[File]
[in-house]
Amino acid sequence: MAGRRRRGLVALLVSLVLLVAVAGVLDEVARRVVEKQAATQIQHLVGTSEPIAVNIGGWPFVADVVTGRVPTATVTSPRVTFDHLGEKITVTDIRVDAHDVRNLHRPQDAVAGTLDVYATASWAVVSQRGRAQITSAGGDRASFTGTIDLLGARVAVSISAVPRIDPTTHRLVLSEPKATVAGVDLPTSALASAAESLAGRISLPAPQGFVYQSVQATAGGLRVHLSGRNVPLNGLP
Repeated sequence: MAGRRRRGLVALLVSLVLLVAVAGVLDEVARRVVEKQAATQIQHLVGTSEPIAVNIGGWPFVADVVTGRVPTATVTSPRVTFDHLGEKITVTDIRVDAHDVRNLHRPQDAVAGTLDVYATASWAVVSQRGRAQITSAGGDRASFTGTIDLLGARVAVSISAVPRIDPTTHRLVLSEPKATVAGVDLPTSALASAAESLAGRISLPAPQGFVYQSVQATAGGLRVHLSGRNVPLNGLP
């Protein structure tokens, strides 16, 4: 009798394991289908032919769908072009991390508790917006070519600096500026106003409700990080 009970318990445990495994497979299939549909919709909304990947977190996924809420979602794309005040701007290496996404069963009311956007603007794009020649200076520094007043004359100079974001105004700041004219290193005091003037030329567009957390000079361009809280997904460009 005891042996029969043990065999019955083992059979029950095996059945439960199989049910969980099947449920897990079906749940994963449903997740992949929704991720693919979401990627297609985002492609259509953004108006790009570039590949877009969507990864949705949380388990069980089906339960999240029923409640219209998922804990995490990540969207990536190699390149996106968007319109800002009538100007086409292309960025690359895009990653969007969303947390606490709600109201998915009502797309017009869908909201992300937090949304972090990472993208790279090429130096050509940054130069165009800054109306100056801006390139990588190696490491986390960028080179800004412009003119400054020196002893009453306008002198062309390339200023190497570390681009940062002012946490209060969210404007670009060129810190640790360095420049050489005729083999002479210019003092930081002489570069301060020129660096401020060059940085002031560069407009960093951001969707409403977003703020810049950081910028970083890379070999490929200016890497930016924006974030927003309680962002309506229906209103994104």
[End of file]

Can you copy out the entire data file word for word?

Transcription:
[in-house]
Amino acid sequence: MAGRRRRGLVALLVSLVLLVAVAGVLDEVARRVVEKQAATQIQHLVGTSEPIAVNIGGWPFVADVVTGRVPTATVTSPRVTFDHLGEKITVTDIRVDAHDVRNLHRPQDAVAGTLDVYATASWAVVSQRGRAQITSAGGDRASFTGTIDLLGARVAVSISAVPRIDPTTHRLVLSEPKATVAGVDLPTSALASAAESLAGRISLPAPQGFVYQSVQATAGGLRVHLSGRNVPLNGLP
Repeated sequence: MAGRRRRGLVALLVSLVLLVAVAGVLDEVARRVVEKQAATQIQHLVGTSEPIAVNIGGWPFVADVVTGRVPTATVTSPRVTFDHLGEKITVTDIRVDAHDVRNLHRPQDAVAGTLDVYATASWAVVSQRGRAQITSAGGDRASFTGTIDLLGARVAVSISAVPRIDPTTHRLVLSEPKATVAGVDLPTSALASAAESLAGRISLPAPQGFVYQSVQATAGGLRVHLSGRNVPLNGLP
């Protein structure tokens, strides 16, 4: 009798394991289908032919769908072009991390508790917006070519600096500026106003409700990080 009970318990445990495994497979299939549909919709909304990947977190996924809420979602794309005040701007290496996404069963009311956007603007794009020649200076520094007043004359100079974001105004700041004219290193005091003037030329567009957390000079361009809280997904460009 005891042996029969043990065999019955083992059979029950095996059945439960199989049910969980099947449920897990079906749940994963449903997740992949929704991720693919979401990627297609985002492609259509953004108006790009570039590949877009969507990864949705949380388990069980089906339960999240029923409640219209998922804990995490990540969207990536190699390149996106968007319109800002009538100007086409292309960025690359895009990653969007969303947390606490709600109201998915009502797309017009869908909201992300937090949304972090990472993208790279090429130096050509940054130069165009800054109306100056801006390139990588190696490491986390960028080179800004412009003119400054020196002893009453306008002198062309390339200023190497570390681009940062002012946490209060969210404007670009060129810190640790360095420049050489005729083999002479210019003092930081002489570069301060020129660096401020060059940085002031560069407009960093951001969707409403977003703020810049950081910028970083890379070999490929200016890497930016924006974030927003309680962002309506229906209103994104």